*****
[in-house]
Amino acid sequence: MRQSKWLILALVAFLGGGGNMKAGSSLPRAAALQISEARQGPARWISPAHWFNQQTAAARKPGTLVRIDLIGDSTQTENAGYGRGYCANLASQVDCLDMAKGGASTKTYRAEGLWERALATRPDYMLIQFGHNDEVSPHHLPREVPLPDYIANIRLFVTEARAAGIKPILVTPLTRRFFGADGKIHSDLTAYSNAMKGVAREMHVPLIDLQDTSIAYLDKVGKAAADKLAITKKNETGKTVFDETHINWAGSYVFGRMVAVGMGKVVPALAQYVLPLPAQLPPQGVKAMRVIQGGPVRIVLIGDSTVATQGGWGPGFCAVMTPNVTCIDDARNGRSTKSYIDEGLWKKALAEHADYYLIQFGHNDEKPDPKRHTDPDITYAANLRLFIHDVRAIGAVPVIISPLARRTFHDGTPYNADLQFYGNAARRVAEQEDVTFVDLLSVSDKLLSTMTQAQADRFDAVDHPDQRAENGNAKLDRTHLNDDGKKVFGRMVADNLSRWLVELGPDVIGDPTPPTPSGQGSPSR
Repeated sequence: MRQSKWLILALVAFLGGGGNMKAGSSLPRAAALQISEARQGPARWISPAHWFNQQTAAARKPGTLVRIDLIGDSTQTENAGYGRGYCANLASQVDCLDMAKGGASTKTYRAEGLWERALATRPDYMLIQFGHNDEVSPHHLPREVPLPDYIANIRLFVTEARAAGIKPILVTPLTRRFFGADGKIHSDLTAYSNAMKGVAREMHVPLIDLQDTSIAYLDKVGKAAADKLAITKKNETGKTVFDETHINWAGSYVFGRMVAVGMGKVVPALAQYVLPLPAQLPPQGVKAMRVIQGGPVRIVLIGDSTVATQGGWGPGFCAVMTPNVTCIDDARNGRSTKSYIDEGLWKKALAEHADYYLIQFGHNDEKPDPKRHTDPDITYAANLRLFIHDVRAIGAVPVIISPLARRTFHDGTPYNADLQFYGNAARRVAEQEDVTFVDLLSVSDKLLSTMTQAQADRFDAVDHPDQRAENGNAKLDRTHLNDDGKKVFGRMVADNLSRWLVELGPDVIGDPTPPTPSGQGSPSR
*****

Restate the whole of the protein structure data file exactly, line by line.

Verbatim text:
[in-house]
Amino acid sequence: MRQSKWLILALVAFLGGGGNMKAGSSLPRAAALQISEARQGPARWISPAHWFNQQTAAARKPGTLVRIDLIGDSTQTENAGYGRGYCANLASQVDCLDMAKGGASTKTYRAEGLWERALATRPDYMLIQFGHNDEVSPHHLPREVPLPDYIANIRLFVTEARAAGIKPILVTPLTRRFFGADGKIHSDLTAYSNAMKGVAREMHVPLIDLQDTSIAYLDKVGKAAADKLAITKKNETGKTVFDETHINWAGSYVFGRMVAVGMGKVVPALAQYVLPLPAQLPPQGVKAMRVIQGGPVRIVLIGDSTVATQGGWGPGFCAVMTPNVTCIDDARNGRSTKSYIDEGLWKKALAEHADYYLIQFGHNDEKPDPKRHTDPDITYAANLRLFIHDVRAIGAVPVIISPLARRTFHDGTPYNADLQFYGNAARRVAEQEDVTFVDLLSVSDKLLSTMTQAQADRFDAVDHPDQRAENGNAKLDRTHLNDDGKKVFGRMVADNLSRWLVELGPDVIGDPTPPTPSGQGSPSR
Repeated sequence: MRQSKWLILALVAFLGGGGNMKAGSSLPRAAALQISEARQGPARWISPAHWFNQQTAAARKPGTLVRIDLIGDSTQTENAGYGRGYCANLASQVDCLDMAKGGASTKTYRAEGLWERALATRPDYMLIQFGHNDEVSPHHLPREVPLPDYIANIRLFVTEARAAGIKPILVTPLTRRFFGADGKIHSDLTAYSNAMKGVAREMHVPLIDLQDTSIAYLDKVGKAAADKLAITKKNETGKTVFDETHINWAGSYVFGRMVAVGMGKVVPALAQYVLPLPAQLPPQGVKAMRVIQGGPVRIVLIGDSTVATQGGWGPGFCAVMTPNVTCIDDARNGRSTKSYIDEGLWKKALAEHADYYLIQFGHNDEKPDPKRHTDPDITYAANLRLFIHDVRAIGAVPVIISPLARRTFHDGTPYNADLQFYGNAARRVAEQEDVTFVDLLSVSDKLLSTMTQAQADRFDAVDHPDQRAENGNAKLDRTHLNDDGKKVFGRMVADNLSRWLVELGPDVIGDPTPPTPSGQGSPSR